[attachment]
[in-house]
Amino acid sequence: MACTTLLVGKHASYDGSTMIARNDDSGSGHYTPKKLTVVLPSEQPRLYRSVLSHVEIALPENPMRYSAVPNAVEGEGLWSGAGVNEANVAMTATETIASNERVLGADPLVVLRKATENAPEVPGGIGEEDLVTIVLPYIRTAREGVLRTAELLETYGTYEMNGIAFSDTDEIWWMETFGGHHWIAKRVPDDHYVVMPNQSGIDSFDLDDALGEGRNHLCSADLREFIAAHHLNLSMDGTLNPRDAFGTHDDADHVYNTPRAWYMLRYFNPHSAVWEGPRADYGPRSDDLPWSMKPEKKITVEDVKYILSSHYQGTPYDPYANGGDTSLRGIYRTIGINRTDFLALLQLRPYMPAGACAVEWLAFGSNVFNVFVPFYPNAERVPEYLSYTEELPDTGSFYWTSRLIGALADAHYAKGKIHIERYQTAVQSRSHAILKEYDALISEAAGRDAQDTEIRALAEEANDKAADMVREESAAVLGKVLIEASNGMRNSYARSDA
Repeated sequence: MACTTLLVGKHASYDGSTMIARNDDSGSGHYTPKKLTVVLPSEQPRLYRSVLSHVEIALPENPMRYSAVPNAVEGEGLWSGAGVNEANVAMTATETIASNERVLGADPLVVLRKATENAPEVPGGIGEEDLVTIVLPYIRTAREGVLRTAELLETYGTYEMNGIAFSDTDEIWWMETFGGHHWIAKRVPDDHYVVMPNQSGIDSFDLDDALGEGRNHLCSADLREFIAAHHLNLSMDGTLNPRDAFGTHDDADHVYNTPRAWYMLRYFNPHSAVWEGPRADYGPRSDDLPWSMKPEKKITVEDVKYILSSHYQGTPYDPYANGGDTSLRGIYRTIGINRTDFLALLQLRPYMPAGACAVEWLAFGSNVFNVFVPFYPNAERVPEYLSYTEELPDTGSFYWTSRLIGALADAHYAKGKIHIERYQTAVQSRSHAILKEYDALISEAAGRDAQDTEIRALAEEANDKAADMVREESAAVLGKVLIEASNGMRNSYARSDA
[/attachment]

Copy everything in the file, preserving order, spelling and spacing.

[in-house]
Amino acid sequence: MACTTLLVGKHASYDGSTMIARNDDSGSGHYTPKKLTVVLPSEQPRLYRSVLSHVEIALPENPMRYSAVPNAVEGEGLWSGAGVNEANVAMTATETIASNERVLGADPLVVLRKATENAPEVPGGIGEEDLVTIVLPYIRTAREGVLRTAELLETYGTYEMNGIAFSDTDEIWWMETFGGHHWIAKRVPDDHYVVMPNQSGIDSFDLDDALGEGRNHLCSADLREFIAAHHLNLSMDGTLNPRDAFGTHDDADHVYNTPRAWYMLRYFNPHSAVWEGPRADYGPRSDDLPWSMKPEKKITVEDVKYILSSHYQGTPYDPYANGGDTSLRGIYRTIGINRTDFLALLQLRPYMPAGACAVEWLAFGSNVFNVFVPFYPNAERVPEYLSYTEELPDTGSFYWTSRLIGALADAHYAKGKIHIERYQTAVQSRSHAILKEYDALISEAAGRDAQDTEIRALAEEANDKAADMVREESAAVLGKVLIEASNGMRNSYARSDA
Repeated sequence: MACTTLLVGKHASYDGSTMIARNDDSGSGHYTPKKLTVVLPSEQPRLYRSVLSHVEIALPENPMRYSAVPNAVEGEGLWSGAGVNEANVAMTATETIASNERVLGADPLVVLRKATENAPEVPGGIGEEDLVTIVLPYIRTAREGVLRTAELLETYGTYEMNGIAFSDTDEIWWMETFGGHHWIAKRVPDDHYVVMPNQSGIDSFDLDDALGEGRNHLCSADLREFIAAHHLNLSMDGTLNPRDAFGTHDDADHVYNTPRAWYMLRYFNPHSAVWEGPRADYGPRSDDLPWSMKPEKKITVEDVKYILSSHYQGTPYDPYANGGDTSLRGIYRTIGINRTDFLALLQLRPYMPAGACAVEWLAFGSNVFNVFVPFYPNAERVPEYLSYTEELPDTGSFYWTSRLIGALADAHYAKGKIHIERYQTAVQSRSHAILKEYDALISEAAGRDAQDTEIRALAEEANDKAADMVREESAAVLGKVLIEASNGMRNSYARSDA